Carrie Fisher may have played a fierce warrior as Princess Leia on-screen, but she was also battling for something incredibly important off-screen.
The actress—who passed away at age 60 on Tuesday after suffering a heart attack—left behind a legacy of fighting for mental health and raising awareness around it.
She infamously struggled with addiction in the 1970s and ’80s, admitting she used cocaine and LSD, but after getting sober and being diagnosed as bi-polar and manic depressive, she turned her experiences into action.
Carrie Fisher, SAG Awards
She used her struggle with drug abuse to write a novel called Postcards From the Edge in 1987, which was eventually transformed into a film with Meryl Streep as the lead. She also began speaking publicly about struggling with depression and being bi-polar, helping de-stigmatize mental health issues and becoming one of the first famous faces to do so.
“I used to think I was a drug addict, pure and simple—just someone who could not stop taking drugs willfully,” Fisher told Diane Sawyer in an interview in 1995. “And I was that. But it turns out that I am severely manic depressive.”
She later added, “I am mentally ill. I can say that. I am not ashamed of that. I survived that, I’m still surviving it, but bring it on.”
In her 2008 book, Wishful Drinking, the actress dove head first into the topic of mental health as well.
“One of the things that baffles me (and there are quite a few) is how there can be so much lingering stigma with regards to mental illness, specifically bipolar disorder,” she wrote.
“In my opinion, living with manic depression takes a tremendous amount of balls,” she continued. “At times, being bipolar can be an all-consuming challenge, requiring a lot of stamina and even more courage, so if you’re living with this illness and functioning at all, it’s something to be proud of, not ashamed of. They should issue medals along with the steady stream of medication.”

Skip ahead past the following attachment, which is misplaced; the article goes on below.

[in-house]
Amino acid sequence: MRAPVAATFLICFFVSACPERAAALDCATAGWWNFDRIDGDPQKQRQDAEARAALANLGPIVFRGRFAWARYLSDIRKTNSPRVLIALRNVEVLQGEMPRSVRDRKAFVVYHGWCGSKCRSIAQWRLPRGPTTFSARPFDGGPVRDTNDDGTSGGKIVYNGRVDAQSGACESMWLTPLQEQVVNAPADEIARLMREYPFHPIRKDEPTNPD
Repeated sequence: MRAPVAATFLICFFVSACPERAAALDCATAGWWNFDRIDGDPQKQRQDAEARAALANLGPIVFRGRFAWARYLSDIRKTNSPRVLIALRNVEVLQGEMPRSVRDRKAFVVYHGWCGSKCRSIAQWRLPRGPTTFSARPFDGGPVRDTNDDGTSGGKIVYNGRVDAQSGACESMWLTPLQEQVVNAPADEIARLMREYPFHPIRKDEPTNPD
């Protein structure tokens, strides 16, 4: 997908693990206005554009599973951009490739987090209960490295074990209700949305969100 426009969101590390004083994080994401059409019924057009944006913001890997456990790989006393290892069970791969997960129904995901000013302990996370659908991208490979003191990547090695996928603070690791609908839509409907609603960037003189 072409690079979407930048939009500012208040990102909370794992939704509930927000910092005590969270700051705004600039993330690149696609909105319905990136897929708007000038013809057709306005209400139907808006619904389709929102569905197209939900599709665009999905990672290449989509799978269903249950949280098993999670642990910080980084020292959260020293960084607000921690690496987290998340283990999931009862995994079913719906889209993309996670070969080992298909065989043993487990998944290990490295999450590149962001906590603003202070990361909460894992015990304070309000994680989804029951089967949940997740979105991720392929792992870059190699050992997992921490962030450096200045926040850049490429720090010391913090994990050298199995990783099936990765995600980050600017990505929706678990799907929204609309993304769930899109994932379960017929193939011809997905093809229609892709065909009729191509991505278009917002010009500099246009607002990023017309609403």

In 2013, she opened up to the Herald Tribune and explained the importance of pursuing dreams despite any mental illness. “Stay afraid, but do it anyway,” she said. “What’s important is the action. You don’t have to wait to be confident. Just do it and eventually the confidence will follow.”
Carrie Fisher, 2001
Fisher also discussed mental illness with People magazine in 2013 and offered her biggest piece of advice in dealing with depression and being bi-polar. “The only lesson for me, or for anybody, is that you have to get help,” she said. “It’s not a neat illness. It doesn’t go away.”
In her willingness to step up for the issue, the actress was depicted as the “poster child” for being bipolar, and while some may find that unsettling, she told WebMD that she is proud that she defined the illness rather than letting it define her.
“Well, I am hoping to get the centerfold in Psychology Today,” she joked before adding, “It’s a combination of everything. It was out there, anyway; I wanted my version of it out there. Now, it seems every show I watch there’s always someone bipolar in it! It’s going through the vernacular like ‘May the force be with you’ did. But I define it, rather than it defining me.”
Needless to say, the late actress’ legacy in the mental health realm will live on.